Queues, the Software Panacea

There’s a fun story here about how two Microsoft support guys back in the late 80s worked out how to crash the entire support team’s phone system.

It was right about then everyone’s phones died. Anyone who was talking to a customer was cut off, and our phones didn’t work at all for about 20 minutes.



The underlying problem was too many logging statements being written to a database, which got overloaded, crashed, and then crashed the phone system. My immediate thought: they needed a queueing system for logging statements.

It’s quick to put something in a queue. The system can take items from the front of the queue at its leisure. It will catch up with backlogs when people are at home sleeping.

Poker Copilot is full of queues. Queues, queues, queues. It seems almost every difficult technical problem I face in Poker Copilot can be solved with a queue.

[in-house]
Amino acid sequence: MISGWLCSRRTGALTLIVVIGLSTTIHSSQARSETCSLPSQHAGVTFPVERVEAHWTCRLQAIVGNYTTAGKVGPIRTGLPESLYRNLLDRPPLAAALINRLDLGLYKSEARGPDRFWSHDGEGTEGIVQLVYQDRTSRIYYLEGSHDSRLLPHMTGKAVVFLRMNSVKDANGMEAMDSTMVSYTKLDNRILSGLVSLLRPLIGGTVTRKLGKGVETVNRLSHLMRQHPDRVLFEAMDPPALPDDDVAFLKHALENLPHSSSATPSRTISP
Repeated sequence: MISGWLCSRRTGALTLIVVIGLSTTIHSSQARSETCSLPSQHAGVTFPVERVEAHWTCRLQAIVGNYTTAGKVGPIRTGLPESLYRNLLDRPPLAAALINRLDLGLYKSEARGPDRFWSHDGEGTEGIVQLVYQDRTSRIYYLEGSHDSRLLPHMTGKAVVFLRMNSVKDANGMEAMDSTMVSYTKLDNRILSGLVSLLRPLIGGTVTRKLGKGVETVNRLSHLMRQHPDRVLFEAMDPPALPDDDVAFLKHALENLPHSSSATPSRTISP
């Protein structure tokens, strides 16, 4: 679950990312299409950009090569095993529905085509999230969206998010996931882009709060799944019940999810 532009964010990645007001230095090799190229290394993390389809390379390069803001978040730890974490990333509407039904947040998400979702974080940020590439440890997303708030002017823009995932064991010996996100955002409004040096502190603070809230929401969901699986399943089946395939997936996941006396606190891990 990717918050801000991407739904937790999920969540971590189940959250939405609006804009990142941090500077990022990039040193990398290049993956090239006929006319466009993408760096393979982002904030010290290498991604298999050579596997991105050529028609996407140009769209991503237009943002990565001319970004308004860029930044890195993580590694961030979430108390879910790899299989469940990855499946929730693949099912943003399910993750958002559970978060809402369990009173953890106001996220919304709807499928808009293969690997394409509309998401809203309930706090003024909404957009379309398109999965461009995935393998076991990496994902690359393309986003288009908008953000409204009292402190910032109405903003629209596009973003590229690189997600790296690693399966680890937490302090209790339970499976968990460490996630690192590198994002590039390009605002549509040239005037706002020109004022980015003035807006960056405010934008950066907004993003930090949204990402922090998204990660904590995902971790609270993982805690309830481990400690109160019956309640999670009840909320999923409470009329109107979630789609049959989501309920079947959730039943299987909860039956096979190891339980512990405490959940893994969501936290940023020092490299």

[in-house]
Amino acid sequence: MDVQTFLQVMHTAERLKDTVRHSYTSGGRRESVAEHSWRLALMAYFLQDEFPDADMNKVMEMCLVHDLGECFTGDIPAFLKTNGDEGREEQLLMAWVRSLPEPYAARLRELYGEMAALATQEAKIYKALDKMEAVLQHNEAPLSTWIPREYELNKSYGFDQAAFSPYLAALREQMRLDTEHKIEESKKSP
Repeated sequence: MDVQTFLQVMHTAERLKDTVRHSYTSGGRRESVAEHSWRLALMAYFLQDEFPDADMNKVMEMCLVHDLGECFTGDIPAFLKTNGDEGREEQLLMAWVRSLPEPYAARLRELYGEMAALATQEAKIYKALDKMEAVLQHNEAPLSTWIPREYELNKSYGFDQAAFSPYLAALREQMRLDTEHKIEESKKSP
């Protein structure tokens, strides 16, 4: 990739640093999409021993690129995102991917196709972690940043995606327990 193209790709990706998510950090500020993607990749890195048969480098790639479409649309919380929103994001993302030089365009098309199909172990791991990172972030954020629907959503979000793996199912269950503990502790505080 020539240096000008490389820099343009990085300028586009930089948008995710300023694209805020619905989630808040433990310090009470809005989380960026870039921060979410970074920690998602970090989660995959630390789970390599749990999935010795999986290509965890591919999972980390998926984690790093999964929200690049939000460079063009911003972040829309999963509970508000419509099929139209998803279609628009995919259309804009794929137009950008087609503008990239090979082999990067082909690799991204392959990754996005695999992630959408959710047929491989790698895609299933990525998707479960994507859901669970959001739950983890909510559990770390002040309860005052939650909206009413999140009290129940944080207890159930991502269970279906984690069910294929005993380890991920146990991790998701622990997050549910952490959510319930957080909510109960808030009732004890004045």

When hand history files are updated, Poker Copilot places them in a special queue where the most recently updated files go to the front. A busy little worker thread takes a file off that queue, parses the file and places each parsed hand into another queue. When you move poker tables around, causing the HUD to move, there’s a queue. Feature usage tracking is placed in a queue. Twice. First on your computer and then on the feature tracking server. All database queries in Poker Copilot are placed in a queue.

Java version 5 and upwards makes queues easy. It has several types of thread-safe queues with high concurrency built in.